Attorneys and Appraisers May Be Liable for Wrong FV in Proxy Statement

3rd Circuit reverses district court determination that attorneys and appraisers are not liable for material misstatements of fair value in a proxy statement, remanding case for possible findings of malpractice and apportionment of liability for $33 million.

Amboy Bancorporation v. The Bank Advisory Group

Third Circuit reverses district court determination that attorneys and appraisers are not liable for material misstatements of fair value in a proxy statement, remanding case for possible findings of malpractice and apportionment of liability for $33 mill ...

United States District Court Cites Noble in Considering Subsequent Events

Court permits taxpayer to introduce subsequent events to the extent that they are relevant to establishing the amounts that a hypothetical, willing buyer and seller would have paid for a closely held private company on the valuation date.

Court-Appointed Expert Appeals a Second Time for Malpractice Immunity

Supreme Court of Minnesota reverses lower court’s opinion and extends quasi-judicial immunity to neutral experts appointed under Rule 706 of the applicable rules of evidence.

Alan Baer Revocable Trust v. U.S.

Court permits taxpayer to introduce subsequent events to the extent that they are relevant to establishing the amounts that a hypothetical, willing buyer and seller would have paid for a closely held private company on the valuation date.

Peterka v. Dennis (II)

Supreme Court of Minnesota reverses lower court’s opinion and extends quasi-judicial immunity to neutral experts appointed under Rule 706 of the applicable rules of evidence.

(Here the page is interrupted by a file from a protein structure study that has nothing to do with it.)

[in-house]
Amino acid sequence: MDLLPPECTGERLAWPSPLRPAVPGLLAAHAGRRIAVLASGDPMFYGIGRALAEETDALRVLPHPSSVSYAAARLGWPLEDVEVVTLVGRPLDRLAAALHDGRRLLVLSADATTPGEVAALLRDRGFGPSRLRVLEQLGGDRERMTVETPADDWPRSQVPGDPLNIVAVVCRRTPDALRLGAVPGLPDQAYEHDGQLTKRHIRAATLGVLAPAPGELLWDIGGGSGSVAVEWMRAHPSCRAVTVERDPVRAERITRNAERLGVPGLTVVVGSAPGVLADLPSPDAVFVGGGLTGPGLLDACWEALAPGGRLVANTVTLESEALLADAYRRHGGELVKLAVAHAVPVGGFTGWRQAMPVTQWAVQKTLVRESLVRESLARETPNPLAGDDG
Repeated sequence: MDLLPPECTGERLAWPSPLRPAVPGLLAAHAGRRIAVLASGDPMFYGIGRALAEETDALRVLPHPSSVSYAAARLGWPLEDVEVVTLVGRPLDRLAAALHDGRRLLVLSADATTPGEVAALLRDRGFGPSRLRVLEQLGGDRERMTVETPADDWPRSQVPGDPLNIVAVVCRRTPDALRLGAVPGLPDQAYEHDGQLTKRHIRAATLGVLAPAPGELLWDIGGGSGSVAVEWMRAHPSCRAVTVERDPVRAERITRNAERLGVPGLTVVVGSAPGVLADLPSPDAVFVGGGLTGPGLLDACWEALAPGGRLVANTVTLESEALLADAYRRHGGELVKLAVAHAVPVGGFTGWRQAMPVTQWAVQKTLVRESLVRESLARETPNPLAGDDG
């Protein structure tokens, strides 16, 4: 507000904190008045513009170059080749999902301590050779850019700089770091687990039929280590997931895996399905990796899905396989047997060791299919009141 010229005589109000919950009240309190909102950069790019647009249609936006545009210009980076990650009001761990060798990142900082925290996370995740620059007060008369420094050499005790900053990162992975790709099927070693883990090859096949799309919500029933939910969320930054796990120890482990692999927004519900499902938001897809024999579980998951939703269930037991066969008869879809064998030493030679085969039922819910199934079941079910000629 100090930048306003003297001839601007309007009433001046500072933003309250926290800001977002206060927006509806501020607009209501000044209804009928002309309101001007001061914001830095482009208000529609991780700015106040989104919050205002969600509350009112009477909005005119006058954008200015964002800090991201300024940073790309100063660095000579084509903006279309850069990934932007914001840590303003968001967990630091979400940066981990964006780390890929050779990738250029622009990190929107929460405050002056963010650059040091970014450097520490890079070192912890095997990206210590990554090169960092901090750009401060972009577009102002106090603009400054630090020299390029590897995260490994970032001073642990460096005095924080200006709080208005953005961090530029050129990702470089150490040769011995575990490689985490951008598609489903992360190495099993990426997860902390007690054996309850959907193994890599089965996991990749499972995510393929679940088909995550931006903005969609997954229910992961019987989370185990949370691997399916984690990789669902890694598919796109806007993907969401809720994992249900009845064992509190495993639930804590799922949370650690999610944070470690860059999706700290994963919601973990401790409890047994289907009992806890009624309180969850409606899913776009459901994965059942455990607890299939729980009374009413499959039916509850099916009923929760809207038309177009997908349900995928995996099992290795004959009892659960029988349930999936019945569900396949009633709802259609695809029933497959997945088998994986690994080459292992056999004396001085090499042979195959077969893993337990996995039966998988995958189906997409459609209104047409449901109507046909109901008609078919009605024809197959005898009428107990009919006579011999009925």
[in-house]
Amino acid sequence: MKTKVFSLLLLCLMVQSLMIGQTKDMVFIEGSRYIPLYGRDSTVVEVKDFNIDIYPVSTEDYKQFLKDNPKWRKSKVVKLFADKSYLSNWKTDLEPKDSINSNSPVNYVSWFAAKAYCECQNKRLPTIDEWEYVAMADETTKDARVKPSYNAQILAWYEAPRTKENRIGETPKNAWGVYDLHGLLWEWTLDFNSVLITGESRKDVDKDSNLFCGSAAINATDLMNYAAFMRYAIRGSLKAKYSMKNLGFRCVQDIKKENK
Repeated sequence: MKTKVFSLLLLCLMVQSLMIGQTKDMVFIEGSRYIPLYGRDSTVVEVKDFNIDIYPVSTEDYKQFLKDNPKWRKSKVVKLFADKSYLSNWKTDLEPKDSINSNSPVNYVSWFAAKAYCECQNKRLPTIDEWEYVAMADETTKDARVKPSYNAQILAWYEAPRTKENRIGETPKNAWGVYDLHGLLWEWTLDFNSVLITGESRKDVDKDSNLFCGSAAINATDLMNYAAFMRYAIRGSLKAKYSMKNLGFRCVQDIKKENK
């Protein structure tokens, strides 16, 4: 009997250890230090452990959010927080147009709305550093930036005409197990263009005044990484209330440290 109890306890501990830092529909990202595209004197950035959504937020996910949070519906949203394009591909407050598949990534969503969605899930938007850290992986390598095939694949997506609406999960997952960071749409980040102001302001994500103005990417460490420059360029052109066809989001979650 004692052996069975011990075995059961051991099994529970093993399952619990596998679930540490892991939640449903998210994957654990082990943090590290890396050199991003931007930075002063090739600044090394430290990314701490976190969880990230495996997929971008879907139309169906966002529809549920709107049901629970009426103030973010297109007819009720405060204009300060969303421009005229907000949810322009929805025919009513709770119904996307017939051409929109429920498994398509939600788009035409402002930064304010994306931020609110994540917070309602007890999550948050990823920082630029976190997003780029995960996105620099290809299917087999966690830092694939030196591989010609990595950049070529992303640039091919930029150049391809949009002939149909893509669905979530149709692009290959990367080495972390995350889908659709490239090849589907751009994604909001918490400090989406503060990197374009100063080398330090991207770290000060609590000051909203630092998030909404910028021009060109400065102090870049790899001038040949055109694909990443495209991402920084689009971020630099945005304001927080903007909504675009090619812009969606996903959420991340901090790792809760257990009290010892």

What Leads to CPA Liability in Valuing Real Estate LLCs Under (Older) AICPA Standards?

Court decides CPA malpractice claims for failing to adhere to AICPA professional standards when valuing LLCs.

Adams v. Kern

Court decides CPA malpractice claims for failing to adhere to AICPA professional standards when valuing LLCs.

Is a Court-Appointed Appraiser Protected From Malpractice?

Appraiser sued for malpractice, claims quasi-judicial immunity.

Peterka v. Dennis (I)

Appraiser sued for malpractice claims quasi-judicial immunity.

What Happens When a Litigious Client Turns on the Appraiser

Doctor sues appraisal firm for allegedly flawed valuation of practice goodwill, having already lost these claims in arbitration and on appeal.

Appraiser Exposed to Claims of Negligent Valuation in Buy-Sell

1st Circuit determines that an appraiser may be sued for negligent valuation in buy-sell context.

Davison v Margolin Winer & Evans

Plaintiff Edward T. Davison, MD and Scott J. Ratner, MD were each 50% shareholders in Edward T. Davison and Ratner entered into a series of shareholder agreemeents, the last one of which was dated June 1996.

Wetmore v. Macdonald, Page, Schatz, Fletcher & Co., LLC (II)

First Circuit determines that an appraiser may be sued for negligent valuation in buy-sell context.

Appraisal Doesn't Equal Arbitration; a Court May Review Buy-Sell Valuation for Certain Errors

When is an appraisal not an arbitration? 10th Circuit court explains the difference.

More Problems With Buy-Sell Agreements: Appraiser Gets Sued by Disgruntled Director

Is the appraiser for a company’s buy-sell agreement liable to the ousted director?

Salt Lake Tribune Publishing Co., LLC v. Management Planning, Inc. (II)

When is an appraisal not an arbitration? Tenth Circuit court explains the difference.